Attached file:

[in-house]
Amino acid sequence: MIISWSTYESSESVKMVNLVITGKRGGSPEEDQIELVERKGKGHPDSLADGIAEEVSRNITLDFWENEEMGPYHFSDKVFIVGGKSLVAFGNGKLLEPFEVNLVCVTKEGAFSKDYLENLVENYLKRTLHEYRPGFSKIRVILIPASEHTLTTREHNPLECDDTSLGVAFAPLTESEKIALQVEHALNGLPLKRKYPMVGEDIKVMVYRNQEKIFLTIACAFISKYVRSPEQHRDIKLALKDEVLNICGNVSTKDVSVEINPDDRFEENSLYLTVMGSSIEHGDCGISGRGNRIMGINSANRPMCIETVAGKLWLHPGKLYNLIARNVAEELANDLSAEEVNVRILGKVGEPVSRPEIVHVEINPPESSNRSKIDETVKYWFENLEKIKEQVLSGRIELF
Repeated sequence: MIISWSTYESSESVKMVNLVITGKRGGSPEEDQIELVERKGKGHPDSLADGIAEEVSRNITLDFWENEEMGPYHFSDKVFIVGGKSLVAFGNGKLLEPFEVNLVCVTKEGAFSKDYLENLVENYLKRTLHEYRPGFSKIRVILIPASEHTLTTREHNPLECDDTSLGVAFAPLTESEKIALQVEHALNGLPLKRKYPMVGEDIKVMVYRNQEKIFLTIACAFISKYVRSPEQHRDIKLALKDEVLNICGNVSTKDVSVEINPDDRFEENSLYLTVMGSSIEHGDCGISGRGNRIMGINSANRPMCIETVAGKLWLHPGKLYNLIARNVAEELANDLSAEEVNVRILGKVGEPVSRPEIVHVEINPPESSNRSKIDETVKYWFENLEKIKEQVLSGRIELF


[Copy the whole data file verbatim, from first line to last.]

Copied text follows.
[in-house]
Amino acid sequence: MIISWSTYESSESVKMVNLVITGKRGGSPEEDQIELVERKGKGHPDSLADGIAEEVSRNITLDFWENEEMGPYHFSDKVFIVGGKSLVAFGNGKLLEPFEVNLVCVTKEGAFSKDYLENLVENYLKRTLHEYRPGFSKIRVILIPASEHTLTTREHNPLECDDTSLGVAFAPLTESEKIALQVEHALNGLPLKRKYPMVGEDIKVMVYRNQEKIFLTIACAFISKYVRSPEQHRDIKLALKDEVLNICGNVSTKDVSVEINPDDRFEENSLYLTVMGSSIEHGDCGISGRGNRIMGINSANRPMCIETVAGKLWLHPGKLYNLIARNVAEELANDLSAEEVNVRILGKVGEPVSRPEIVHVEINPPESSNRSKIDETVKYWFENLEKIKEQVLSGRIELF
Repeated sequence: MIISWSTYESSESVKMVNLVITGKRGGSPEEDQIELVERKGKGHPDSLADGIAEEVSRNITLDFWENEEMGPYHFSDKVFIVGGKSLVAFGNGKLLEPFEVNLVCVTKEGAFSKDYLENLVENYLKRTLHEYRPGFSKIRVILIPASEHTLTTREHNPLECDDTSLGVAFAPLTESEKIALQVEHALNGLPLKRKYPMVGEDIKVMVYRNQEKIFLTIACAFISKYVRSPEQHRDIKLALKDEVLNICGNVSTKDVSVEINPDDRFEENSLYLTVMGSSIEHGDCGISGRGNRIMGINSANRPMCIETVAGKLWLHPGKLYNLIARNVAEELANDLSAEEVNVRILGKVGEPVSRPEIVHVEINPPESSNRSKIDETVKYWFENLEKIKEQVLSGRIELF